Muted U.S. inflation strengthens case for Fed rate cut

People tour The Shops during the grand opening of The Hudson Yards development, a residential, commercial, and retail space on Manhattan's West side in New York City, New York, U.S., March 15, 2019. REUTERS/Brendan McDermid

By Lucia Mutikani

WASHINGTON (Reuters) – U.S. consumer prices barely rose in May, pointing to moderate inflation that together with a slowing economy increased pressure on the Federal Reserve to cut interest rates this year.

But the report from the Labor Department on Wednesday will likely not shift Fed officials’ views that temporary factors are behind the weak inflation readings. Airline fares, among the transitory factors identified by Fed Chairman Jerome Powell, rebounded and apparel prices stabilized after two straight monthly decreases.

U.S. central bank policymakers are scheduled to meet on June 18-19 against the backdrop of rising trade tensions, slowing growth and a sharp step-down in hiring in May that has led financial markets to price in at least two rate cuts by the end of 2019. A rate cut is not expected next Wednesday.

“This soft inflation backdrop reinforces our call for two (rate) cuts later this year,” said Michael Feroli, an economist at JPMorgan in New York. “We think next week is probably too soon to expect that action, given that growth is still holding in and trade-related risks remain two-sided.”

The consumer price index edged up 0.1% last month as a rebound in the cost of food was offset by cheaper gasoline, the government said. The CPI gained 0.3% in April.

In the 12 months through May, the CPI increased 1.8%, slowing from April’s 1.9% gain. May’s rise in the CPI was broadly in line with economists’ expectations.

Excluding the volatile food and energy components, the CPI nudged up 0.1% for the fourth straight month, the longest such stretch since April 2017. The so-called core CPI was held down by a sharp decline in the prices of used cars and trucks as well as motor vehicle insurance.

In the 12 months through May, the so-called core CPI rose 2.0% after advancing 2.1% in April.

U.S. Treasury prices were trading mostly higher, while the dollar was little changed against a basket of currencies. Stocks on Wall Street slipped as the rate-cut hopes were overshadowed by investor anxiety over the U.S.-China trade war.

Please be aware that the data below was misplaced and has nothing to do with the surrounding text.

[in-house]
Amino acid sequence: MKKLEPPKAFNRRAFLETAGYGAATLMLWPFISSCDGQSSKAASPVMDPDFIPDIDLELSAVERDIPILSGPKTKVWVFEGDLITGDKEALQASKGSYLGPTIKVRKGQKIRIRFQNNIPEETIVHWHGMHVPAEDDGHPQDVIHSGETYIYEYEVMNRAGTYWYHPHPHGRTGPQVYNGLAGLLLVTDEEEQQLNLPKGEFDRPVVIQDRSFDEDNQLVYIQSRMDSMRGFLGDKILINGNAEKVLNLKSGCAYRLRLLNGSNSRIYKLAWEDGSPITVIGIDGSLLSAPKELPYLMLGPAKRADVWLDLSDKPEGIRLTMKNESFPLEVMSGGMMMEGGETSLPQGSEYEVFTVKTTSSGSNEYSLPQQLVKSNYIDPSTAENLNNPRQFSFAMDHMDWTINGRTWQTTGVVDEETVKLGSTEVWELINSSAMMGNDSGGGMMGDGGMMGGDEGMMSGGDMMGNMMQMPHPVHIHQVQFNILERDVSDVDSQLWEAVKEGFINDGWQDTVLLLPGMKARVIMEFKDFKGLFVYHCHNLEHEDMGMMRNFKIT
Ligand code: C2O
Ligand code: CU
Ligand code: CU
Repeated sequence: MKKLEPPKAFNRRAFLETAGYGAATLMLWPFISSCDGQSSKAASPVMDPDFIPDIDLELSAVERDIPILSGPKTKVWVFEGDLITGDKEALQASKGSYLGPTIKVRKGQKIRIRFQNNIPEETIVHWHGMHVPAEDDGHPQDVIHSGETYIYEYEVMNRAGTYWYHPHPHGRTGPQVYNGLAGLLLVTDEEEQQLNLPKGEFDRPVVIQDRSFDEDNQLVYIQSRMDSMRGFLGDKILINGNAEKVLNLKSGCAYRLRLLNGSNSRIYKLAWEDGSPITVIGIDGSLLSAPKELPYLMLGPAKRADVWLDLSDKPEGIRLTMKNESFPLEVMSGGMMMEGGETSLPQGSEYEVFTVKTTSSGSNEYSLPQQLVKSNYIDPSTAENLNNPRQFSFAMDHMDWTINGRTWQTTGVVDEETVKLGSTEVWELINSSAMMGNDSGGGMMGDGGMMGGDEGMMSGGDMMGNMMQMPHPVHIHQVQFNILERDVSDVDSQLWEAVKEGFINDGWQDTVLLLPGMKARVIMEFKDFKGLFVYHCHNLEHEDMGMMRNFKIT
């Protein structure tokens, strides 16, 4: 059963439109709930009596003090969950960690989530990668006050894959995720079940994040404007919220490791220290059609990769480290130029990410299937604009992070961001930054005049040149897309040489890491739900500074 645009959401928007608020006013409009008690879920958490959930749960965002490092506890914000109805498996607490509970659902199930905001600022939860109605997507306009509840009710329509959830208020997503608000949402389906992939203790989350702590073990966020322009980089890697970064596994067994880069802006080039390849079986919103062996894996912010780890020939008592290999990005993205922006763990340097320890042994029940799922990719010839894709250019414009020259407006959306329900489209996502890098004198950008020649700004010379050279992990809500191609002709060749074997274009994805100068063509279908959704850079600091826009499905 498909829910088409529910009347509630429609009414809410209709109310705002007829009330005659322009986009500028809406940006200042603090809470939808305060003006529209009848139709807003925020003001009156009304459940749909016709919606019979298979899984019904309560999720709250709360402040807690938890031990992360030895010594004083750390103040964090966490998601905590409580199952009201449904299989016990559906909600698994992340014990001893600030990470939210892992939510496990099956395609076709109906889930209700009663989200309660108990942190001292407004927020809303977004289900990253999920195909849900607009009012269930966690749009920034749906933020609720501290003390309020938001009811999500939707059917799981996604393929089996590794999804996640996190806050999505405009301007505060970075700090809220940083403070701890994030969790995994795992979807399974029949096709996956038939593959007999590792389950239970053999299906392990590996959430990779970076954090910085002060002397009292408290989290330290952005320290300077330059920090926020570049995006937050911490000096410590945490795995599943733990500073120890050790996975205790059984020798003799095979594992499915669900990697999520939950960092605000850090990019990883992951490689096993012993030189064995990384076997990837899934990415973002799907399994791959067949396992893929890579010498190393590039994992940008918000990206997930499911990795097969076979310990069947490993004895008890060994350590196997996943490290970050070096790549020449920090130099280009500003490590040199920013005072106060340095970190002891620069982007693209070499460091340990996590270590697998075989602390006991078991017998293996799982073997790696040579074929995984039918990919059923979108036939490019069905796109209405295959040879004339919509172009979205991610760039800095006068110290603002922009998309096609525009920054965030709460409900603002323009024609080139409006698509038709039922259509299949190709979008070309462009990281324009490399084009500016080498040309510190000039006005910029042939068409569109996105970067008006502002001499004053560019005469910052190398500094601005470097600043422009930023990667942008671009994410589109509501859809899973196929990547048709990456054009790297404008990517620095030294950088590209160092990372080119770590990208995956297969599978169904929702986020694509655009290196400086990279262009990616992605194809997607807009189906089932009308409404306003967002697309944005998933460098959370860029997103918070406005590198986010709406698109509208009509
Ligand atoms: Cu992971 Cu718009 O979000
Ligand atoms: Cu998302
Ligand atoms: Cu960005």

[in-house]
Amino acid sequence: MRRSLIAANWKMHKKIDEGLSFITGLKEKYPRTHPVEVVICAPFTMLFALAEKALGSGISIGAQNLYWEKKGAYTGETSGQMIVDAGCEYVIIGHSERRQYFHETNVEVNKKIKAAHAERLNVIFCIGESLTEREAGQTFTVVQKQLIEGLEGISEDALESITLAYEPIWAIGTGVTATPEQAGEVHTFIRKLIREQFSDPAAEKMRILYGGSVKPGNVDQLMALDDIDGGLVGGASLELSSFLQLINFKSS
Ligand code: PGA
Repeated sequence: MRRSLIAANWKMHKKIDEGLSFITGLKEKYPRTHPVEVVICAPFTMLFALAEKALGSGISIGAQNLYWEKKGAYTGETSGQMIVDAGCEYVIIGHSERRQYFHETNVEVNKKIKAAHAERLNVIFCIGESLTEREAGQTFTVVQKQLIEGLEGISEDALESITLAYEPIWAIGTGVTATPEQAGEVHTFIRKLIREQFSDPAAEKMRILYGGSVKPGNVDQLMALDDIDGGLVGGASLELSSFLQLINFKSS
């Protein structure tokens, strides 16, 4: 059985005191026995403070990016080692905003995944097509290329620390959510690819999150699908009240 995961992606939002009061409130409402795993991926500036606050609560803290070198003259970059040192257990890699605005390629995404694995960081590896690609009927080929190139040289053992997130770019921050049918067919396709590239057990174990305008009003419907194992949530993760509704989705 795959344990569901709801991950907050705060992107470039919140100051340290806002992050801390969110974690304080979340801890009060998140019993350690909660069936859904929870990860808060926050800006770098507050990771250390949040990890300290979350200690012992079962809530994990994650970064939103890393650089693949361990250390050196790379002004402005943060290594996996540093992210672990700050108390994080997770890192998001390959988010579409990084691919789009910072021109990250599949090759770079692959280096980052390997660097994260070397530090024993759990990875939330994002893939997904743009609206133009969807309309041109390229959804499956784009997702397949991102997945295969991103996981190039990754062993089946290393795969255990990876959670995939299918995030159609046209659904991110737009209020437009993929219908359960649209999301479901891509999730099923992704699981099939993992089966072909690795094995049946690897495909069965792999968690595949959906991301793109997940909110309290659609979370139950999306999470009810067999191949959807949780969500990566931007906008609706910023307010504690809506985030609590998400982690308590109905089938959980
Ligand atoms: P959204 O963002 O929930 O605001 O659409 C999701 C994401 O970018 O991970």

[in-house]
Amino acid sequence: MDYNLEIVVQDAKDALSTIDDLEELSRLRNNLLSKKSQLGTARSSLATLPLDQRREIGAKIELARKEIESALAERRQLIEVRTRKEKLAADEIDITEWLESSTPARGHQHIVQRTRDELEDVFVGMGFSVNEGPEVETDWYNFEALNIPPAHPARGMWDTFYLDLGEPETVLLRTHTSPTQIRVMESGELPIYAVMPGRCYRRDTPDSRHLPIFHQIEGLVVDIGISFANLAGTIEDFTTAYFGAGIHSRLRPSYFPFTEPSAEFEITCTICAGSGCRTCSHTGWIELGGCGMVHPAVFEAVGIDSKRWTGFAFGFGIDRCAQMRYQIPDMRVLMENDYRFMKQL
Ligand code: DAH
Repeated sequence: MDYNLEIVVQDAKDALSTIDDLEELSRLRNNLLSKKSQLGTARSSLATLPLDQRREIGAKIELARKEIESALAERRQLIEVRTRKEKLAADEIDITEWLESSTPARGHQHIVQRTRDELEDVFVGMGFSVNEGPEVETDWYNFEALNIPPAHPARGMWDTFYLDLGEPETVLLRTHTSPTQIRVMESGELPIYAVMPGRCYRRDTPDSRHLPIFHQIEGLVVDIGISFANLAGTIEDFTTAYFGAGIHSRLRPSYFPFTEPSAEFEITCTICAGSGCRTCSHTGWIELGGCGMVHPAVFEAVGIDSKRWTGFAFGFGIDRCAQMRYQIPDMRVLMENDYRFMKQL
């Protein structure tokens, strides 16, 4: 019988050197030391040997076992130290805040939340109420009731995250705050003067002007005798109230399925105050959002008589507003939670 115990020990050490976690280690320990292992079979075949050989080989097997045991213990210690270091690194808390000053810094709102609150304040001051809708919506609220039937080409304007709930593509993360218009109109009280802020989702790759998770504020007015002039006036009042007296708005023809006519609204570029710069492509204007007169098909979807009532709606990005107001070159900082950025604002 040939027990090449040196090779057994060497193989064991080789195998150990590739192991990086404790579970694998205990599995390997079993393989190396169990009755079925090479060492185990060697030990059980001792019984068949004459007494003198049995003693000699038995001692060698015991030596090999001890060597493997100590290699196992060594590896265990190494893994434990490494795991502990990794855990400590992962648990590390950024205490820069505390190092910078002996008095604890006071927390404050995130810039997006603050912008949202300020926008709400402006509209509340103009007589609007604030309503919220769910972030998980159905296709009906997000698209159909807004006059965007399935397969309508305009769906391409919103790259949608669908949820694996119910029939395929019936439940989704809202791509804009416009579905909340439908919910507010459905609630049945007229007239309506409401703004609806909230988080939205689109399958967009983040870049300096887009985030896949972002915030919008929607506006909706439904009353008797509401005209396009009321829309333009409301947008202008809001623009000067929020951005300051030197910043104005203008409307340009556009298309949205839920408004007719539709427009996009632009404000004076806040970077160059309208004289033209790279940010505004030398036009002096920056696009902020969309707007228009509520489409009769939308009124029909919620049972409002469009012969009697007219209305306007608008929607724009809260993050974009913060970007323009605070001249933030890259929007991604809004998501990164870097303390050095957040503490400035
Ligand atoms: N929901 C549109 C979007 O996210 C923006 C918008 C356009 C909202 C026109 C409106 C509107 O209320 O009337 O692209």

GROWTH SLOWING

U.S. President Donald Trump in early May slapped additional tariffs of up to 25% on $200 billion of Chinese goods, prompting retaliation by Beijing. Trump on Monday threatened further duties on Chinese imports if no deal was reached when he meets Chinese President Xi Jinping at a G20 summit at the end of this month in Japan.

Economists have warned that the tariffs will undercut the economy, which will celebrate 10 years of expansion in July, the longest in history. Powell said last week the Fed was closely monitoring the implications of the trade war on the economy and would “act as appropriate to sustain the expansion.”

Data so far have suggested a sharp slowdown in U.S. economic growth in the second quarter after a temporary boost from exports and an accumulation of inventory early in the year. Job growth slowed sharply in May. Manufacturing production, exports and home sales dropped in April, while consumer spending cooled.

The Atlanta Fed is forecasting gross domestic product to increase at a 1.4% annualized rate in the April-June quarter. The economy grew at a 3.1% pace in the first quarter.

A survey of chief executive officers published on Wednesday showed unease about trade policy negatively impacting sales expectations as well as capital spending and hiring plans over the next six months.

The Fed’s preferred inflation measure, the core personal consumption expenditures (PCE) price index, increased 1.6 percent in the year to April after gaining 1.5% in March. Data for May will be released later this month. The core PCE price index has been running below the Fed’s 2% target this year.

Gasoline prices fell 0.5% in May after rising 5.7% in April. Food prices rebounded 0.3% in May after dipping 0.1% in the prior month. Owners’ equivalent rent of primary residence, which is what a homeowner would pay to rent or receive from renting a home, increased 0.3% in May after rising 0.3% in April.

Healthcare costs increased 0.3%, matching April’s rise. That mirrored an increase in healthcare costs at the producer level, suggesting a pickup in the core PCE price index in May. There were gains in hospital and doctor fees. But prices for prescription medication fell 0.2%.

Apparel prices were unchanged in May after tumbling 0.8% in the prior month. They had declined for two months in a row after the government introduced a new method and data to calculate apparel prices. Economists expect the duties on Chinese goods to lift apparel prices in the coming months.